Take Your Time

Do It Right

Hubble Space Telescope on orbit

Hubble Space Telescope on orbit

So, the folks planning the final servicing mission to Hubble Space Telescope have announced that they will have to push back that mission because spare flight unit for the data handling system won’t be ready in time for the suggested February mission.  Clearly they have to bring the unit up to date (modernize it) and that will take some time and testing to do.  It cheers me somewhat to know that they won’t rush the spare to space, and I just hope that the Side B fix will hold until they can get up there to refit the telescope for its final few years of service.

Hubble’s a pretty complex set of machinery.  It’s worth it to take the time to make sure things are right. After all, once the astronauts leave it behind after the mission, it’ll have to last a good  number of years until JWST is up and running.

The good news for now is that the systems are up and running, instruments are being recalibrated after the Side B switchover, and science data is flowing.

Hubble is a machine close to my heart. I (along with Jack Brandt of the University of New Mexico), wrote Hubble Vision: Astronomy with the Hubble Space Telescope first published in 1995. Things moved along pretty quickly with the telescope, so in 1998 we wrote a second edition, called Hubble Vision: Further Adventures with the Hubble Space Telescope. In addition, I’ve written a couple of planetarium shows about the telescope — the second one is now a fulldome video called Hubble Vision. I’ll probably write a third documentary sometime soon to bring HST fans up todate in fulldome form.

All this was stimulated by my experiences in graduate school working as a  small part of one of the instrument teams.  I knew the telescope was turning out science, even after the spherical aberration was discovered. I wanted to tell its story and so Jack and I set out to do that in our books. The shows have been popular and I can see myself doing another one someday.  There’s just something fascinating about the telescope and the visions of the universe it has given us.


By the way, if you’re a U.S. citizen reading this, please remember to vote on Tuesday. If you can take advantage of early voting, please do. It’s your right to vote, no matter WHO you favor. Please vote.

HST’s Back!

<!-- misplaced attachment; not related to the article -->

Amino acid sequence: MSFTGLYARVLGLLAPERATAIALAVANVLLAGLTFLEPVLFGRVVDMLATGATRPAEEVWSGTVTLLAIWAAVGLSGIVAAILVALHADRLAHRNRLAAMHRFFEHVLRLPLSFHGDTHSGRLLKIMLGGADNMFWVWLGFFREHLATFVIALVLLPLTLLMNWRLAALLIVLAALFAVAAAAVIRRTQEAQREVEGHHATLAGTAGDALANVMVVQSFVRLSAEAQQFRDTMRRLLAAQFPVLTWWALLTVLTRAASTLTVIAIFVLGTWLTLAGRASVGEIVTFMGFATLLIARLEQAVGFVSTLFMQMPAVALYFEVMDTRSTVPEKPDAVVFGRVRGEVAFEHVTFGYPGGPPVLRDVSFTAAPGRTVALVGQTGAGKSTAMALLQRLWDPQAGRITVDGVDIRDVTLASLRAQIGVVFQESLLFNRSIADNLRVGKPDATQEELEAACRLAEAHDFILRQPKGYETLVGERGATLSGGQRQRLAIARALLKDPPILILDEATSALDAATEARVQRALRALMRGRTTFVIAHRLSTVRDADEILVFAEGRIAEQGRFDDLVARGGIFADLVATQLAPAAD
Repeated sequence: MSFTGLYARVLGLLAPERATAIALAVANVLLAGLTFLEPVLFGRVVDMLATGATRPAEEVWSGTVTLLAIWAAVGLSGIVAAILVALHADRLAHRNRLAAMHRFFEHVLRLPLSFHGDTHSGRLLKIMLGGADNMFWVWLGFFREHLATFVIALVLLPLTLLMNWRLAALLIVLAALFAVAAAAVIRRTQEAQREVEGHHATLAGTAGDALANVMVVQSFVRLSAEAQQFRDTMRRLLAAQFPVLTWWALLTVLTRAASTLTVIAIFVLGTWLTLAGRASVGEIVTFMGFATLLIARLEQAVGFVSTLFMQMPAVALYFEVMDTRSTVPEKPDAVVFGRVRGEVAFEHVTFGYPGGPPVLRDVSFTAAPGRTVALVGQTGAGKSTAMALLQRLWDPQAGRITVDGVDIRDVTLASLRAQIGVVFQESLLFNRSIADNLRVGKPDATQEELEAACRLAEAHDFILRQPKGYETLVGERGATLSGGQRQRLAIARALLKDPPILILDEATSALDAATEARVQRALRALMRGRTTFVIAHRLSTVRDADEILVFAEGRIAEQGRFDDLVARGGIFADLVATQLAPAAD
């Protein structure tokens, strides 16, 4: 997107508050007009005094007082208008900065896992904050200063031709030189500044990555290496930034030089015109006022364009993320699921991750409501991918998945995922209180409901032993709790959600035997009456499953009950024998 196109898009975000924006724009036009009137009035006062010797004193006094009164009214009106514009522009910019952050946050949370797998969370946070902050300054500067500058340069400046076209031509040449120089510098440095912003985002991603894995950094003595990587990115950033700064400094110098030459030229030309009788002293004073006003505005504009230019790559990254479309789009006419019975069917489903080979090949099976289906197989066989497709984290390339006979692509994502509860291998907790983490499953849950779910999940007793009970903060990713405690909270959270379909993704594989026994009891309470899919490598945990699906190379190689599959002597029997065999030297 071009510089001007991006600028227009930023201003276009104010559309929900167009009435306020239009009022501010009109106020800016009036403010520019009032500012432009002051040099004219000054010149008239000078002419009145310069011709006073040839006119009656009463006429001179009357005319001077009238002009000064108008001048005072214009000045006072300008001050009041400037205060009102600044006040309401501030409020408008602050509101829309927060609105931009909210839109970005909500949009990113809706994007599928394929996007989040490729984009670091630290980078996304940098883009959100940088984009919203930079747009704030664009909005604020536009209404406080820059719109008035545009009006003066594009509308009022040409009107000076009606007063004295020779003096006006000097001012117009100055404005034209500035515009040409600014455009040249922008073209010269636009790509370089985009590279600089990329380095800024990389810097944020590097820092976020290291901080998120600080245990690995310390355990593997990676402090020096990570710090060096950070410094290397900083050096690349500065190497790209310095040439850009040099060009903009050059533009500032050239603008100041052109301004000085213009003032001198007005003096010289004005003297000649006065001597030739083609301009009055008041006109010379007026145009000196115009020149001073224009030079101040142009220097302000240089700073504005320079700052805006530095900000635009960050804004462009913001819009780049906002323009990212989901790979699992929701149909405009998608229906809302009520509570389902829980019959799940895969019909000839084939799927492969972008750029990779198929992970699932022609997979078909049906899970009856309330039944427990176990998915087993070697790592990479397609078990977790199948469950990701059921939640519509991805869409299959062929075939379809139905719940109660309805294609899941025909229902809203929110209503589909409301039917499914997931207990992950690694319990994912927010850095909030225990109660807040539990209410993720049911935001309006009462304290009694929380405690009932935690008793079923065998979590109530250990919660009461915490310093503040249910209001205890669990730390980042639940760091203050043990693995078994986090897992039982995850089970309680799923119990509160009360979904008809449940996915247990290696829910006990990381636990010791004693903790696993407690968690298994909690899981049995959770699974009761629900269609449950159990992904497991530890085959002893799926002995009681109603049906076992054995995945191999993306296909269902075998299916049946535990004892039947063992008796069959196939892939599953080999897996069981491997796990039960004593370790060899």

And Sending Great Images Again!

Interacting galaxies Apr 147

Interacting galaxies Apr 147

To celebrate a triumphant comeback from the jaws of Side-A madness, Hubble Space Telescope folk pointed the observatory at a pair of interacting galaxies called Arp 147 that just sort of happen to form what looks  like the number “10” (if you stretch your imagination a little.  This WFPC2 image shows that everything’s in working order and HST’s back to doing science.  Let’s hope it stays working well until the servicing mission can get there to do HST’s long-awaited cosmic makeover.

So, what’s happening in this picture?

The left-most galaxy, or the “one” in this image, is relatively undisturbed apart from a smooth ring of starlight. It appears nearly on edge to our line of sight. The galaxy on the right is the “zero” in this 10. It’s a clumpy, blue ring crammed full of regions where intense star formation is taking place.

The blue ring was most probably formed after the galaxy on the left passed through the galaxy on the right. Just as a pebble thrown into a pond creates an outwardly moving circular wave, the collision and “punch through” of one galaxy through another sent a density wave out from the point of impact. It collided with material in the target galaxy that was moving inward due to the gravitational pull of the two galaxies. The result?  More shocks and clumps of dense gas were produced. This spurred the star formation we see in the galaxy on the right. The dusty reddish knot at the lower left of the blue ring probably marks the location of the original nucleus of the galaxy that was hit.